I captured this photo this past summer on a visit to Wrightsville Beach, NC. It has a lot of red in it, but I particuarly like the red Radio Flyer wagon. The little boy riding in it was having the time of his life!


This photo was taken in the sound waters near Figure Eight Island.

This is a crab cage. It may also be referred to as a “crab pot”. There are many different types of crab cages, or traps, and they all work pretty much the same way. You place some bait, usually raw chicken pieces, at the bottom of the trap  in a “bait bag,” and secure it to the bottom of the trap so that it doesn’t float away. The cage has a string or cord attached to it. When you toss it into the water, the sand comes up and conceals most of the cage, leaving the bait in plain view. This attracts the crabs, who climb in for a free meal. When the cage is pulled out of the water, the tugging action on the cords causes the sides of the cage to come up, trapping the crabs inside of the cage.


Wilmington is a beautiful city, rich in history and natural scenery. As a Wilmington native, I am always jumping at the chance to show off my hometown.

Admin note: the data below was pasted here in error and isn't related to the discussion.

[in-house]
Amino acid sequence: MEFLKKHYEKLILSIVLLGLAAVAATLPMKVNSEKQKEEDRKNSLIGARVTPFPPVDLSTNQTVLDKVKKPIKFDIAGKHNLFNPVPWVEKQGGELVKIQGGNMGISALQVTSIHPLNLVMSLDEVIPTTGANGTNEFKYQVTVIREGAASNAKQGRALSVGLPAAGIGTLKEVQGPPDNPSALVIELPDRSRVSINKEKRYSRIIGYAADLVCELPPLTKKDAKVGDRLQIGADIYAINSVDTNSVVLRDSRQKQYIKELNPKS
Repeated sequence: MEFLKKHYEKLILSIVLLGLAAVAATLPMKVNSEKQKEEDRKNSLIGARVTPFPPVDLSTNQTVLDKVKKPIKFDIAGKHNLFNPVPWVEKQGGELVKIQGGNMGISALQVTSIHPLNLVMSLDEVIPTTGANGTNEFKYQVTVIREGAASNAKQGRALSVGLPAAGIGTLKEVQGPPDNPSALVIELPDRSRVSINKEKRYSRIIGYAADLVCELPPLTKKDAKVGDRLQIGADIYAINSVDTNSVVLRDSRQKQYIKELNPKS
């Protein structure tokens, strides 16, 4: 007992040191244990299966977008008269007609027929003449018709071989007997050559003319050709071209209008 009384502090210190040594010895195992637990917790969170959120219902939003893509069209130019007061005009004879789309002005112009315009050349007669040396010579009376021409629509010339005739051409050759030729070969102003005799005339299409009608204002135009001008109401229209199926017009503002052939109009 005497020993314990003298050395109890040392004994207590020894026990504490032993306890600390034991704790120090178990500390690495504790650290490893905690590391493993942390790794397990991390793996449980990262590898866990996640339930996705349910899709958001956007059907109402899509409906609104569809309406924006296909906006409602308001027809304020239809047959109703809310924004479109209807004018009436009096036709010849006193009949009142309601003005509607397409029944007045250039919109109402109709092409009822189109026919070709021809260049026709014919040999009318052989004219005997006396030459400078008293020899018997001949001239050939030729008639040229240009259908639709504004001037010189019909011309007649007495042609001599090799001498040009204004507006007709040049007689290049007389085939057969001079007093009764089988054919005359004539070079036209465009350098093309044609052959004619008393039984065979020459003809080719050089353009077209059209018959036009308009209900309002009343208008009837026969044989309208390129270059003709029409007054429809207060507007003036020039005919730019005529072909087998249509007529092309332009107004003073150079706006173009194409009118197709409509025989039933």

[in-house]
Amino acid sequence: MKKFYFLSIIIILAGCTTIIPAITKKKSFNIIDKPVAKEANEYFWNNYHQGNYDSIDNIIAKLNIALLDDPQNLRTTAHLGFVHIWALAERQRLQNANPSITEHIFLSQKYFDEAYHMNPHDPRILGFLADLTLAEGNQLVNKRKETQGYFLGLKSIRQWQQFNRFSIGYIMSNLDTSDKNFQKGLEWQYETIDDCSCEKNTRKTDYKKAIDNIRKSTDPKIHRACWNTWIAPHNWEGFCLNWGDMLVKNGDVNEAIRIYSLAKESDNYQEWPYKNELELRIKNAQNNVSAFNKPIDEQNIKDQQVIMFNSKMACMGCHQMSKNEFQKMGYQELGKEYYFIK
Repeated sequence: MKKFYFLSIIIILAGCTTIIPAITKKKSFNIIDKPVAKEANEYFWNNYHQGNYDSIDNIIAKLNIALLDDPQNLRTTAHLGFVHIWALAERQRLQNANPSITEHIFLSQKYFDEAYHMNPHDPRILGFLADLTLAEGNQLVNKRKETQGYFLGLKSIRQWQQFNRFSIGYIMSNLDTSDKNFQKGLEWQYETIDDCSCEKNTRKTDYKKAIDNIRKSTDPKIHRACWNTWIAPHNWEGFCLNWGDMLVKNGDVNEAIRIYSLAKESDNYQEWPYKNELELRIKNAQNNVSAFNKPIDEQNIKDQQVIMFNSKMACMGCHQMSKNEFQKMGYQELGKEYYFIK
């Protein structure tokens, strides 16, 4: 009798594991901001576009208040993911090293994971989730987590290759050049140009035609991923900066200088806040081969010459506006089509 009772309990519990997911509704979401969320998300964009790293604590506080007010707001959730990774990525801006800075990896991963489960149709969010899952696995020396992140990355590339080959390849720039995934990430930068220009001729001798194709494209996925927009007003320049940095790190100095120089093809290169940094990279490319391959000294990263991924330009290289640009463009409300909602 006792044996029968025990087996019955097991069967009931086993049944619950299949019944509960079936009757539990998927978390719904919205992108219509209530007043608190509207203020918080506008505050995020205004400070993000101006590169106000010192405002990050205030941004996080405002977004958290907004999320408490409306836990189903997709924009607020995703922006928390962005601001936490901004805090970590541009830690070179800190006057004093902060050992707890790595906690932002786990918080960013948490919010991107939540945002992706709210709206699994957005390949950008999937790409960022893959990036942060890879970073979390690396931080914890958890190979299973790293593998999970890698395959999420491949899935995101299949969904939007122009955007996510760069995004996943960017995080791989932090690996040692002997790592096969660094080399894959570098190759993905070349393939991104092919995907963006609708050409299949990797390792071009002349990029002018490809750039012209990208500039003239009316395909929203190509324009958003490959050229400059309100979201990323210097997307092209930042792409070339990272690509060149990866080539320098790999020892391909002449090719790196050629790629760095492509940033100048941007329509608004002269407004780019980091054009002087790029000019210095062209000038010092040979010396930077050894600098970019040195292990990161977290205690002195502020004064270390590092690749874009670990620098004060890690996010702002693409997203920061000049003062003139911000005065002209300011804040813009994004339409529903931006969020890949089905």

Y’all really ought to visit the lovely and talented Pseudonymous High School Teacher today.  Pseudo, as she’s affectionately referred to, lives in Hawaii on the island of Oahu. Anyhoo, she has started a great thing over at her place called Travel Tip Thursday – every Thursday she and anyone who chooses to participate will do a little “travelogue” about a place close to home.

I found a new photo blog to participate in on Thursdays! It’s called You Capture. Every week there is new theme. This week’s was “Red” I immediately thought of these pictures – these are all from my blog, Wilmington Daily Photo. I also participate in a photo forum called Ruby Tuesday. Ruby Tuesday allows me to post photos of something red every week, so I thought I’d recycle some of my favorites. You can see all of my Ruby Tuesday photos here.

How about y’all? What photos do you have of things that are red?

Click on the link here to read about how to play along. Then, do your best to visit the other participants’ site – everyone loves the traffic, the comments and the feedback (not just you!) Next week’s photo challenge is Still Life. I can’t wait to tackle that one!


12 thoughts on “Capturing Bits of Red in Wilmington, NC

  1. I loved seeing your photos. I was excited to see you are in Wilmington. I’d never been to NC until last May. We drove through Wilmington and went to Bald Head Island. What a beautiful area!

  2. What a great post! I have seriously been thinking of moving to NC in a few years. John spent a lot of years at Ft. Bragg, so he’d like to settle in Fayetteville. My sister and her hubby are also moving back to NC as soon as they sell their house in PA. They also spent many years at Ft. Bragg.

  3. I just love the pic of the wagon. And the sunset. And the boat.

    Well, heck – I love all of ’em.

    I’m going to have to get in on some of these photo memes; it’ll give me an excuse to get the camera out more often.